King Willem-Alexander and his family presently continue living at Villa De Eikenhorst in Wassenaar, where they live since July 2003. In the near future they will move to Palace Huis ten Bosch at The Hague, at the moment the residence of Princess Beatrix. The King's office is at the Palace Noordeinde at The Hague. Both palaces are owned by the state. The King also uses the state owned Royal Palace in Amsterdam for official occasions. Princess Beatrix is the owner of Drakensteyn Castle in Lage Vuursche, to which place she will move in the near future. Princess Margriet and Pieter van Vollenhoven live at Huis Het Loo in Apeldoorn, where they also have their office.

The Royal Palace in Amsterdam can be visited most of the year, but better check their website beforehand. For a visit to the Royal House Archive and the Royal Stables near Palace Noordeinde an appointment has to be made. Palace Soestdijk until 2004 the residence of Queen Juliana and Prince Bernhard, is open to the public at the moment until some time in 2014 Tickets have to be bought online. The former residence Palace Het Loo in Apeldoorn is a national museum nowadays and can be visited throughout the year.

History

The first known ancestors of the royal family of the Netherlands are the Laurenburgs, later called the counts of Nassau. In 1255 the brothers Otto I and Walram II of Nassau divided the county in two parts. The grandduchal family of Luxemburg descends from Count Walram II, the Dutch royal family from Otto I. One of the most famous persons in the family before they became Kings of the Netherlands, was Willem Prince of Orange Count of Nassau (1533-1584). He and his sons Maurits and Frederik Hendrik played a very important part in the completion of the Republic of the United Netherlands. The war against the Spanish Habsburgs began in 1568 and finally reached his end with the Münster Peace Treaty in 1648. Until 1795 the Nassau family served the Republic as stadtholders. In 1689 stadtholder Prince Willem III of Orange became King of Great Britain after his wife Mary II Stuart was chosen as Queen of Great Britain. In 1795 the last stadtholder Prince Willem V fled to England and the Netherlands became a part of the French Republic and later the French Empire of Napoleon. Between 1806 and 1810 Louis Napoleon, a brother of the Emperor Napoleon, was the first King of Holland.

In 1813 the son of the last stadtholder was chosen as sovereign. At the Congress of Vienna the Kingdom of the Netherlands was drafted and in 1815 this sovereign became King Willem I. His Kingdom also enclosed the later Kingdom of Belgium and the Grand Duchy of Luxemburg. In the battle of Waterloo in 1815 the new crown prince Willem played a quite important part. Afterwards it gave him the nickname Hero of Waterloo, and the Russian czar offered him his sister Anna Pavlovna as his bride. Belgium became independent after a revolt in 1830, but the Netherlands didn't recognize the new kingdom until 1839. King Willem I abdicated in 1840 and died in Berlin in 1843. The new king was Willem II who already died in 1849. In 1848 he had to accept a new liberal constitution. He was followed by King Willem III. From his first marriage to Sophie Duchess of Württemberg he had three sons: Willem (1840-1879), Maurits (1843-1850) and Alexander (1851-1884). After the death of Sophie he married Emma Princess of Waldeck and Pyrmont. In 1880 their daughter Wilhelmina was born. When her father died in 1890 she was the only Nassau left. Her mother Emma became the Queen-Regent in the Netherlands. The Grand Duchy of Luxemburg could only be inherited by a male Nassau and the new Grand Duke was Prince Adolph of Nassau, descendant of Walram II.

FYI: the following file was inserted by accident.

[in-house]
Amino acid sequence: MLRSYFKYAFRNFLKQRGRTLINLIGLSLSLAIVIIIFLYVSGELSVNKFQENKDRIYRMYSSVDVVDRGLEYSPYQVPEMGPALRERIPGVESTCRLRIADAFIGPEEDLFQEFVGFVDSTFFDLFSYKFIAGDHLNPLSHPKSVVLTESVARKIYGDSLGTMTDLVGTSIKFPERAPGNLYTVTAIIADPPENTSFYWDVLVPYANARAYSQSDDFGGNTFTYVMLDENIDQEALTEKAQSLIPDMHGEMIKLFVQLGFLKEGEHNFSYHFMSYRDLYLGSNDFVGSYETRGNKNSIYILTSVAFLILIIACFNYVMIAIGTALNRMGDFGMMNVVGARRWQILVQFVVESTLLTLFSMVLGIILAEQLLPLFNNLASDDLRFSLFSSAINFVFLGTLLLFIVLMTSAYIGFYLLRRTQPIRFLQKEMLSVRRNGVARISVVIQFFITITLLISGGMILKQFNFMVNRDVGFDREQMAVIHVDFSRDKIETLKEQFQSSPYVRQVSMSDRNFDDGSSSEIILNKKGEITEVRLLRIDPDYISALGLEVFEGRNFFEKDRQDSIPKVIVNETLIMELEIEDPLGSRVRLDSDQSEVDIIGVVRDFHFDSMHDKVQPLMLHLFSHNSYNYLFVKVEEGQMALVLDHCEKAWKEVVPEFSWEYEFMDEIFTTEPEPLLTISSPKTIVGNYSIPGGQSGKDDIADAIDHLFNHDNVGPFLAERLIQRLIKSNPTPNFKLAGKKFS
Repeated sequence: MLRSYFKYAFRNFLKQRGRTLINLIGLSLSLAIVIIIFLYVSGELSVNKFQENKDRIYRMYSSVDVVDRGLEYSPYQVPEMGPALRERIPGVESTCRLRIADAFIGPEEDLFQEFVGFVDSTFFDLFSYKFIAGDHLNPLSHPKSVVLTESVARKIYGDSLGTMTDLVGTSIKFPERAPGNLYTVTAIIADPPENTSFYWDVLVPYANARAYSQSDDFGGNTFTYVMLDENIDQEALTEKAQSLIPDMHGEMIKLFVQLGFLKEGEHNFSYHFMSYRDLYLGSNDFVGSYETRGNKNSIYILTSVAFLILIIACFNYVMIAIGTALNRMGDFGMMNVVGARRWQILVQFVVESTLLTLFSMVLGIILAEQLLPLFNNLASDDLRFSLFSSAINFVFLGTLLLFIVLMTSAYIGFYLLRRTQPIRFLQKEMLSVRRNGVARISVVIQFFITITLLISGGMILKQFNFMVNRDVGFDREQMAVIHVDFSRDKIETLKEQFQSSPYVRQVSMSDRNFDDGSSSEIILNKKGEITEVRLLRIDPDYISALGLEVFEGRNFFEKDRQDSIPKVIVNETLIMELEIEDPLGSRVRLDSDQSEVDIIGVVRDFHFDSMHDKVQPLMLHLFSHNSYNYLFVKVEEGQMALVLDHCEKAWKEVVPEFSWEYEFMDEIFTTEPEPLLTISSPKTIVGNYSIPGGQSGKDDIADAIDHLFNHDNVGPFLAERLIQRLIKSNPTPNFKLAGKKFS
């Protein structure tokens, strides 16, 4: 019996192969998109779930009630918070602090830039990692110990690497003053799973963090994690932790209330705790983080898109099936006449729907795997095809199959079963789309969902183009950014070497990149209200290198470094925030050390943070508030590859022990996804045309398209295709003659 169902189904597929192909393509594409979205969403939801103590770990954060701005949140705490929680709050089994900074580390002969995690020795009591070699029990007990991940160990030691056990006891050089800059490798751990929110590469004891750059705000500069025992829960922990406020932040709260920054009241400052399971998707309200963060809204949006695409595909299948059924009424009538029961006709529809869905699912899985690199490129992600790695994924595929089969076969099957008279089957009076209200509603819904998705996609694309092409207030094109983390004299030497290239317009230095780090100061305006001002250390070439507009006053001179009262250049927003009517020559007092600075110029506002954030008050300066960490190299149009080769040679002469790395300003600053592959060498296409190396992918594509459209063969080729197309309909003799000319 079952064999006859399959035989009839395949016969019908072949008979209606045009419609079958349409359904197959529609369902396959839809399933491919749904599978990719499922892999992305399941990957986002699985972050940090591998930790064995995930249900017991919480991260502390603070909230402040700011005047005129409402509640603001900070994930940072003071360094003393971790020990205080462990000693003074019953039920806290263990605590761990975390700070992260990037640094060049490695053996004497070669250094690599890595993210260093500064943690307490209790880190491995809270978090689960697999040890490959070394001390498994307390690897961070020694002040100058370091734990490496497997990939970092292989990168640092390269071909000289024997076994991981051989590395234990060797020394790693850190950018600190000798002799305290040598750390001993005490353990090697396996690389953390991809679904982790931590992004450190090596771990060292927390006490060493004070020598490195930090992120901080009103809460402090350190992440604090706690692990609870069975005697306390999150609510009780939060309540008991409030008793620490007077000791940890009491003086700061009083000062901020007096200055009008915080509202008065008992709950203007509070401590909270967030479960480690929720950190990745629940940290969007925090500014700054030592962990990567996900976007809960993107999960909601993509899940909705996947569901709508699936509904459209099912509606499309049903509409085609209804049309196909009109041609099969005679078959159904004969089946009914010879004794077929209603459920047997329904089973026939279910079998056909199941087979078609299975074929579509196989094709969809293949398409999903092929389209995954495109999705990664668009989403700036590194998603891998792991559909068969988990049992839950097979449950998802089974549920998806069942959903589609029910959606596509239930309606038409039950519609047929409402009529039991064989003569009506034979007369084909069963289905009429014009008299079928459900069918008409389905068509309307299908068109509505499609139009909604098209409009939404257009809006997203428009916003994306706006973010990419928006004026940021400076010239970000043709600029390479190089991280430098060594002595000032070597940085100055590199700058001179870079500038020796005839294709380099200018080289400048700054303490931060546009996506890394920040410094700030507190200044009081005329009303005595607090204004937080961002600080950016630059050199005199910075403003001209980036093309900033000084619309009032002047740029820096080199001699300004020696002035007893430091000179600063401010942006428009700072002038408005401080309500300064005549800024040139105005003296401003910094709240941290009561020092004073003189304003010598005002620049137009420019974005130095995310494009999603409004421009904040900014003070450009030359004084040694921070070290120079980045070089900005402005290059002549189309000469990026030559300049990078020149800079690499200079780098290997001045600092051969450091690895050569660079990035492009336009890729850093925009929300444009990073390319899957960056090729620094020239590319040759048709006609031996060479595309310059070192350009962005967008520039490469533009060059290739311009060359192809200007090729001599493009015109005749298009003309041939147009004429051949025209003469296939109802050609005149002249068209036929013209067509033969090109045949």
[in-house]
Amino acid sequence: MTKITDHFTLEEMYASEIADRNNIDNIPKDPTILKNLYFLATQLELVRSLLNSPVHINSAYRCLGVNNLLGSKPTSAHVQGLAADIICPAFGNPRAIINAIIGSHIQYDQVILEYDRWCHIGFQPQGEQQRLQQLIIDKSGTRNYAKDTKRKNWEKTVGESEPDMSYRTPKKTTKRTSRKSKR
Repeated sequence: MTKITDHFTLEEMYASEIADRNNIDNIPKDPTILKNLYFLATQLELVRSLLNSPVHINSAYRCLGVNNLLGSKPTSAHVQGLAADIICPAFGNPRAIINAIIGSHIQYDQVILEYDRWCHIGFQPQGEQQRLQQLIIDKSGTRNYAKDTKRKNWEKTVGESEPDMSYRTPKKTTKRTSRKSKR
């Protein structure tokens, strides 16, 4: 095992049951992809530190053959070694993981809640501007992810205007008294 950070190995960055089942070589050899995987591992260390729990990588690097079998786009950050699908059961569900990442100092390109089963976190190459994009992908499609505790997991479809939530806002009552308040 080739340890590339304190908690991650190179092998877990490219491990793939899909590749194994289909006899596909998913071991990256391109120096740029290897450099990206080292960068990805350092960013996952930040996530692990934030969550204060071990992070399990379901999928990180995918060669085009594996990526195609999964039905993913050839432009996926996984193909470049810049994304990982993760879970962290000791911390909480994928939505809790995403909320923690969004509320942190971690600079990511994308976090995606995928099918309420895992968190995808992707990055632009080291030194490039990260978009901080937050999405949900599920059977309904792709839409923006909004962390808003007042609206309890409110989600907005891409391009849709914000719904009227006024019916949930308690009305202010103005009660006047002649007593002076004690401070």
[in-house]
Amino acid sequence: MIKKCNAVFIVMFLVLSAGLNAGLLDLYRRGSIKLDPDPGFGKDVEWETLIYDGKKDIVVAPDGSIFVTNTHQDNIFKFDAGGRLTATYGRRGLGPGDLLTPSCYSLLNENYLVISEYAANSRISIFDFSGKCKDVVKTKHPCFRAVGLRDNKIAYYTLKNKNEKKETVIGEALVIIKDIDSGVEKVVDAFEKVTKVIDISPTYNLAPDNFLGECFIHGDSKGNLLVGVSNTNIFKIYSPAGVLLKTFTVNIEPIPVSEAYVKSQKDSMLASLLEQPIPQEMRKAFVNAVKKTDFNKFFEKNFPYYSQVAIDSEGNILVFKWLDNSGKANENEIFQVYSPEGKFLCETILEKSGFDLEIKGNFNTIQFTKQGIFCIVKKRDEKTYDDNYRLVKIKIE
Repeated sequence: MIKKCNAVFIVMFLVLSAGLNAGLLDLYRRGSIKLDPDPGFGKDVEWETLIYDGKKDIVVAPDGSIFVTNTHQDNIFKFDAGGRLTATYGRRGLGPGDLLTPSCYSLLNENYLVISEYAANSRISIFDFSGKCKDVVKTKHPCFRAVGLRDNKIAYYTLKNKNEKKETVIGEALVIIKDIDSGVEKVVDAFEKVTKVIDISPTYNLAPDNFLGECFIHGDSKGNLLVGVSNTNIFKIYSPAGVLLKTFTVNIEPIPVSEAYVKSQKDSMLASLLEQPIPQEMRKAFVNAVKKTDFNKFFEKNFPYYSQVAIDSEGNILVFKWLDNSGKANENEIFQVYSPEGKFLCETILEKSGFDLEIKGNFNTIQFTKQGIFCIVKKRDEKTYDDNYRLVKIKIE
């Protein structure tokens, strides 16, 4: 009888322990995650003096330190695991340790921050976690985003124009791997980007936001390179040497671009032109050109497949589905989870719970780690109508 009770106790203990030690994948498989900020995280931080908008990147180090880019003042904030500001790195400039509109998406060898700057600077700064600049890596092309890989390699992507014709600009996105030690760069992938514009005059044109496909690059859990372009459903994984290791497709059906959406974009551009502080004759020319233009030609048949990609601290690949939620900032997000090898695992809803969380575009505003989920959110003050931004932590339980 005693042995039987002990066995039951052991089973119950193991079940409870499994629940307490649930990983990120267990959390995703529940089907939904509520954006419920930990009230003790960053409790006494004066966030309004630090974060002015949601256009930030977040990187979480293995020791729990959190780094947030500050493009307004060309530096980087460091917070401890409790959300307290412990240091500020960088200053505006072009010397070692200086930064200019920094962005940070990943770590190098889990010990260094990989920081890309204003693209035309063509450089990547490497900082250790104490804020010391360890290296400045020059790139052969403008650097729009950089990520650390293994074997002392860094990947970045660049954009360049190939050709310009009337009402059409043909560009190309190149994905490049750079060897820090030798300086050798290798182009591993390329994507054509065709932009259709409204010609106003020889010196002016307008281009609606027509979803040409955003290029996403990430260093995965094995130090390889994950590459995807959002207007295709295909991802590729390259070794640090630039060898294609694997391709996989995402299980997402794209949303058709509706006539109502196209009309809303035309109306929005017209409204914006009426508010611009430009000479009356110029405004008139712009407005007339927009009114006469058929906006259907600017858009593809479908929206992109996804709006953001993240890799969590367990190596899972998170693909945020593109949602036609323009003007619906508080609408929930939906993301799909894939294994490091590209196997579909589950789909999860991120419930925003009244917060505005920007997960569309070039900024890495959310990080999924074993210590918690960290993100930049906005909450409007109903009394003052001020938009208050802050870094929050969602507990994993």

In 1898 Queen Wilhelmina ascended the throne. In 1901 she married Hendrik Duke of Mecklenburg-Schwerin. They only got one daughter Juliana, who was born in 1909. In 1937 Juliana married Prince Bernhard of Lippe-Biesterfeld and before the war they got two daughters: Beatrix (1938) and Irene (which means peace; 1939). In May 1940 the whole family fled to England. Princess Juliana and her children spent the rest of World War II in Canada, where in 1943 the third daughter Margriet was born. From England Queen Wilhelmina inspired the resistance in the Netherlands. In 1948, three years after the end of WW II, Queen Wilhelmina abdicated. She died in 1962. Her daughter Juliana became the next Queen. In 1947 she had given birth to her last daughter Marijke (later called Christina). In 1975 the colony of Surinam became an independent country. In 1980, after some years of speculation by the media, she abdicated in favour of her eldest daughter Beatrix. Queen Beatrix married Claus von Amsberg in 1966, and one year later the first Dutch Prince since 116 years was born: Willem-Alexander (after his mother became the Queen he was known as the Prince of Orange). He was followed by his younger brothers Johan Friso (1968) and Constantijn (1969). On 30 April 2013 King Willem-Alexander became the first King of the Netherlands since November 1890.

The Kings and Queens of The Netherlands

Willem I (1772-1843) 1813/15-1840
Willem II (1792-1849) 1840-1849
Willem III (1817-1890) 1849-1890
Emma (1858-1934) (regent) 1890-1898
Wilhelmina (1880-1962) 1890/98-1948
Juliana (1909-2004) 1948-1980
Beatrix (1938- ) 1980-2013
Willem-Alexander (1967- ) 2013-